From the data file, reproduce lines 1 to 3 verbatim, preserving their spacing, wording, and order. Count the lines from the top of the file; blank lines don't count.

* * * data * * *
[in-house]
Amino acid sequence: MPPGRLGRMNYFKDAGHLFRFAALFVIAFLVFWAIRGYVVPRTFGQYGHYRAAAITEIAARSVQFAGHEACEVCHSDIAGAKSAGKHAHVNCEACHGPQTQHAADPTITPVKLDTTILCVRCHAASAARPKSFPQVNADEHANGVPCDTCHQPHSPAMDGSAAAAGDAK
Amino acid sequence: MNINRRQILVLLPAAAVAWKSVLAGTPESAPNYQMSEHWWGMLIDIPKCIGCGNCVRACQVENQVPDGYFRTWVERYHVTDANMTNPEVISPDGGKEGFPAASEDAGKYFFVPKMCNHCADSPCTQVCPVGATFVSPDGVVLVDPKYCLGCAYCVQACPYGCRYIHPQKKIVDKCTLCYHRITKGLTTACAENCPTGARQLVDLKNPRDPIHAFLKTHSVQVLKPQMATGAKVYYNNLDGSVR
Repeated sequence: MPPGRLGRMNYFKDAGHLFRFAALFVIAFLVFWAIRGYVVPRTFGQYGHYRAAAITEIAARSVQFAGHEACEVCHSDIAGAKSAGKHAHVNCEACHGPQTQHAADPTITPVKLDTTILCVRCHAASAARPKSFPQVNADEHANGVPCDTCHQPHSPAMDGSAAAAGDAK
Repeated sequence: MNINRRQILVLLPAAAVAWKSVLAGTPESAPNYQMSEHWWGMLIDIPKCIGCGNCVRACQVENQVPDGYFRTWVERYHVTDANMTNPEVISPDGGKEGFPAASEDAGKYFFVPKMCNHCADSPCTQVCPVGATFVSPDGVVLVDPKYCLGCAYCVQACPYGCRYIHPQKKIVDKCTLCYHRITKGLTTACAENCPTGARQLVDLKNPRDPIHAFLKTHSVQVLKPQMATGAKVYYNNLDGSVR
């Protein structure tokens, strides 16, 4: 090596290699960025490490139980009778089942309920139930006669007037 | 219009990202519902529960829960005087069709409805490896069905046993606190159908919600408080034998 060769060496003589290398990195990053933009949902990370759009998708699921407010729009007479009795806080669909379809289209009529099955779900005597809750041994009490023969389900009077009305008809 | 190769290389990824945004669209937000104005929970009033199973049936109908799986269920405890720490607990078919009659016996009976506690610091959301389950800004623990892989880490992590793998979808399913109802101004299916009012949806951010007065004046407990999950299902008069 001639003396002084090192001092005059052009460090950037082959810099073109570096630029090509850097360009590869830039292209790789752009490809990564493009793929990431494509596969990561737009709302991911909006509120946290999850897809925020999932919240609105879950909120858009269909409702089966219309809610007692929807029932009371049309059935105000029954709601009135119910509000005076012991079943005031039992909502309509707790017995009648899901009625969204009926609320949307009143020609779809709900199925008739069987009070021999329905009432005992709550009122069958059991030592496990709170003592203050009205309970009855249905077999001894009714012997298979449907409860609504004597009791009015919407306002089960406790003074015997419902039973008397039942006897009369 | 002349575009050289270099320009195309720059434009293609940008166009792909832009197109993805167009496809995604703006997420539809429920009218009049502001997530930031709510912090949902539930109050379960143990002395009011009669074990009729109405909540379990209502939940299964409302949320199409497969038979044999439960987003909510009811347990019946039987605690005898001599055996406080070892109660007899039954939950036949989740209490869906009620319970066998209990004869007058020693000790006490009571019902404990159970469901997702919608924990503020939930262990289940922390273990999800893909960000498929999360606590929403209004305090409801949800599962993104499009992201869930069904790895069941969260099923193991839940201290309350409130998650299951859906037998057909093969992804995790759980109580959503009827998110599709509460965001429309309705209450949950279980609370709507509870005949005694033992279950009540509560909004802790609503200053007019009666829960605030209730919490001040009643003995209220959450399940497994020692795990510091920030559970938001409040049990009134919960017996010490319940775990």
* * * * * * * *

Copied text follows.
[in-house]
Amino acid sequence: MPPGRLGRMNYFKDAGHLFRFAALFVIAFLVFWAIRGYVVPRTFGQYGHYRAAAITEIAARSVQFAGHEACEVCHSDIAGAKSAGKHAHVNCEACHGPQTQHAADPTITPVKLDTTILCVRCHAASAARPKSFPQVNADEHANGVPCDTCHQPHSPAMDGSAAAAGDAK
Amino acid sequence: MNINRRQILVLLPAAAVAWKSVLAGTPESAPNYQMSEHWWGMLIDIPKCIGCGNCVRACQVENQVPDGYFRTWVERYHVTDANMTNPEVISPDGGKEGFPAASEDAGKYFFVPKMCNHCADSPCTQVCPVGATFVSPDGVVLVDPKYCLGCAYCVQACPYGCRYIHPQKKIVDKCTLCYHRITKGLTTACAENCPTGARQLVDLKNPRDPIHAFLKTHSVQVLKPQMATGAKVYYNNLDGSVR